Molybdenum metal was first applied as wires in incandescent lamps at the beginning of the 20th century. Because of its stability and strength at elevated temperatures it was the ideal materials for this. Other properties included high thermal and electrical conductivity. It also creates a strong bond with glass. Molybdenum is usually produced using powder metallurgy techniques in which Molybdenum powder is hydrostatically compacted and sintered at about 2100°C. Molybdenum forms a volatile oxide when heated in air above about 600°C and therefore high temperature applications are limited to non-oxidizing or vacuum environments.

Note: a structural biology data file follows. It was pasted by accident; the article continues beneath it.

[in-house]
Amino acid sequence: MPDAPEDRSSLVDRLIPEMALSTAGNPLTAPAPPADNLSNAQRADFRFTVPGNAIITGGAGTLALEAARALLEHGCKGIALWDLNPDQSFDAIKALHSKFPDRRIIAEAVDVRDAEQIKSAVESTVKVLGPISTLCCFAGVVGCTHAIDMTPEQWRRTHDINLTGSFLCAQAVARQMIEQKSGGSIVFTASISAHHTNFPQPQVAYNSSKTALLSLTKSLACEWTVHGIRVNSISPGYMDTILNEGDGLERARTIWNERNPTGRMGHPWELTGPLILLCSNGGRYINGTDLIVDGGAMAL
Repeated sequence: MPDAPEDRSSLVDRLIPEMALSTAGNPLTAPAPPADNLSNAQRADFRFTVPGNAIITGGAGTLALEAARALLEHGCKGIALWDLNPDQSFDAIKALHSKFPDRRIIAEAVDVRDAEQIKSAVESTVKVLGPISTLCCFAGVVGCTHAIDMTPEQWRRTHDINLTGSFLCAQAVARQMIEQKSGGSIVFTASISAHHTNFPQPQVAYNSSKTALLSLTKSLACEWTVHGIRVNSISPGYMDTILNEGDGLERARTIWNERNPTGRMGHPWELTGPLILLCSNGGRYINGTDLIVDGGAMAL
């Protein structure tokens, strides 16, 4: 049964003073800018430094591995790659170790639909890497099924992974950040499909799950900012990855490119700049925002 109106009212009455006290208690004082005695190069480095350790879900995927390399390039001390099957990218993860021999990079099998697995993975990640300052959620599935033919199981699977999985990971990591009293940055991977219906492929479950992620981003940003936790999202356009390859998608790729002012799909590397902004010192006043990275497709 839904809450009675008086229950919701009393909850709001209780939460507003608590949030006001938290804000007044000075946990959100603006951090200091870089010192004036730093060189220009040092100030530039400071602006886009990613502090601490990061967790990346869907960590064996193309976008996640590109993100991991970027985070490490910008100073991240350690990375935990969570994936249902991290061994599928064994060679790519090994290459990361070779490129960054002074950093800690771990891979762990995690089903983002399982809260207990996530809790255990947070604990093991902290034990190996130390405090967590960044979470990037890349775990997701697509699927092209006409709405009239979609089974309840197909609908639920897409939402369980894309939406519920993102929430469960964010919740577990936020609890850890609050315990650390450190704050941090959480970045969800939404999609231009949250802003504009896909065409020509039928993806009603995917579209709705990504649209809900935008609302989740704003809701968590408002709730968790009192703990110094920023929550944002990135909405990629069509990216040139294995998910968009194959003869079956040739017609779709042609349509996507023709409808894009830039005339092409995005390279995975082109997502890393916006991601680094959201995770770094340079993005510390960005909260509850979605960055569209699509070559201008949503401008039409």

Their high ductility and toughness provide a greater tolerance for imperfections and brittle fracture than ceramics.